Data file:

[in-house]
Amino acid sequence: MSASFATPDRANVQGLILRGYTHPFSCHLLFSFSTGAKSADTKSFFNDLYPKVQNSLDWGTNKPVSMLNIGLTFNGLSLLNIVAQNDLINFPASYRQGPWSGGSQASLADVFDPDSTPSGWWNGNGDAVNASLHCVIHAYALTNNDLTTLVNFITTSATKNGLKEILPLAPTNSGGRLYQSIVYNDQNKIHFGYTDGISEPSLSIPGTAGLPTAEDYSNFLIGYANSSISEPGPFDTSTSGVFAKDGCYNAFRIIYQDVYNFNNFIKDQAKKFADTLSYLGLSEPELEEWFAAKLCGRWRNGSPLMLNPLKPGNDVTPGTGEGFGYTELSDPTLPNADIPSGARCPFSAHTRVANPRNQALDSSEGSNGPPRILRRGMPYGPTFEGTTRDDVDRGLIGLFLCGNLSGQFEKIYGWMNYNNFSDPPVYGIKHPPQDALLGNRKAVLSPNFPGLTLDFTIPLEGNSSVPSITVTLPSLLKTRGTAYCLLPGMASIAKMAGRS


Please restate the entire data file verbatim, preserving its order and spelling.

[in-house]
Amino acid sequence: MSASFATPDRANVQGLILRGYTHPFSCHLLFSFSTGAKSADTKSFFNDLYPKVQNSLDWGTNKPVSMLNIGLTFNGLSLLNIVAQNDLINFPASYRQGPWSGGSQASLADVFDPDSTPSGWWNGNGDAVNASLHCVIHAYALTNNDLTTLVNFITTSATKNGLKEILPLAPTNSGGRLYQSIVYNDQNKIHFGYTDGISEPSLSIPGTAGLPTAEDYSNFLIGYANSSISEPGPFDTSTSGVFAKDGCYNAFRIIYQDVYNFNNFIKDQAKKFADTLSYLGLSEPELEEWFAAKLCGRWRNGSPLMLNPLKPGNDVTPGTGEGFGYTELSDPTLPNADIPSGARCPFSAHTRVANPRNQALDSSEGSNGPPRILRRGMPYGPTFEGTTRDDVDRGLIGLFLCGNLSGQFEKIYGWMNYNNFSDPPVYGIKHPPQDALLGNRKAVLSPNFPGLTLDFTIPLEGNSSVPSITVTLPSLLKTRGTAYCLLPGMASIAKMAGRS